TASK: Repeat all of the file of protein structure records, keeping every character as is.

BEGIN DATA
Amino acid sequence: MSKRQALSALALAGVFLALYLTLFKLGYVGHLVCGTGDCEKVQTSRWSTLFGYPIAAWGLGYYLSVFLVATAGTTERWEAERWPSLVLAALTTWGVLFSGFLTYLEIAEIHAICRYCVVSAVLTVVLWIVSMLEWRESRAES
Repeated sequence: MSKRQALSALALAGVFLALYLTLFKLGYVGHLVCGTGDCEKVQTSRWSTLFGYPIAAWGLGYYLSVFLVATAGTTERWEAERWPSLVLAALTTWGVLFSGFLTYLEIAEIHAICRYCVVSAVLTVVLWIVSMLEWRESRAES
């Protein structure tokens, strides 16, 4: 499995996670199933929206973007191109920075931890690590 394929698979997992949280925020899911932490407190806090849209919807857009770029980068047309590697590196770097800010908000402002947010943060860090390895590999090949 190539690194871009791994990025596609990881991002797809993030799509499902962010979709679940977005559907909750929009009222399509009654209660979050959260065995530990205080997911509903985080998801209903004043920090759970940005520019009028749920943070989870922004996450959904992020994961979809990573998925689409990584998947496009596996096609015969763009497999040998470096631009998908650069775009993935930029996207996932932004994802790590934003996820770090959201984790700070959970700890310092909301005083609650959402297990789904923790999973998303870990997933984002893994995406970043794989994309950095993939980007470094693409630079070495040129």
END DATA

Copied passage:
Amino acid sequence: MSKRQALSALALAGVFLALYLTLFKLGYVGHLVCGTGDCEKVQTSRWSTLFGYPIAAWGLGYYLSVFLVATAGTTERWEAERWPSLVLAALTTWGVLFSGFLTYLEIAEIHAICRYCVVSAVLTVVLWIVSMLEWRESRAES
Repeated sequence: MSKRQALSALALAGVFLALYLTLFKLGYVGHLVCGTGDCEKVQTSRWSTLFGYPIAAWGLGYYLSVFLVATAGTTERWEAERWPSLVLAALTTWGVLFSGFLTYLEIAEIHAICRYCVVSAVLTVVLWIVSMLEWRESRAES
């Protein structure tokens, strides 16, 4: 499995996670199933929206973007191109920075931890690590 394929698979997992949280925020899911932490407190806090849209919807857009770029980068047309590697590196770097800010908000402002947010943060860090390895590999090949 190539690194871009791994990025596609990881991002797809993030799509499902962010979709679940977005559907909750929009009222399509009654209660979050959260065995530990205080997911509903985080998801209903004043920090759970940005520019009028749920943070989870922004996450959904992020994961979809990573998925689409990584998947496009596996096609015969763009497999040998470096631009998908650069775009993935930029996207996932932004994802790590934003996820770090959201984790700070959970700890310092909301005083609650959402297990789904923790999973998303870990997933984002893994995406970043794989994309950095993939980007470094693409630079070495040129």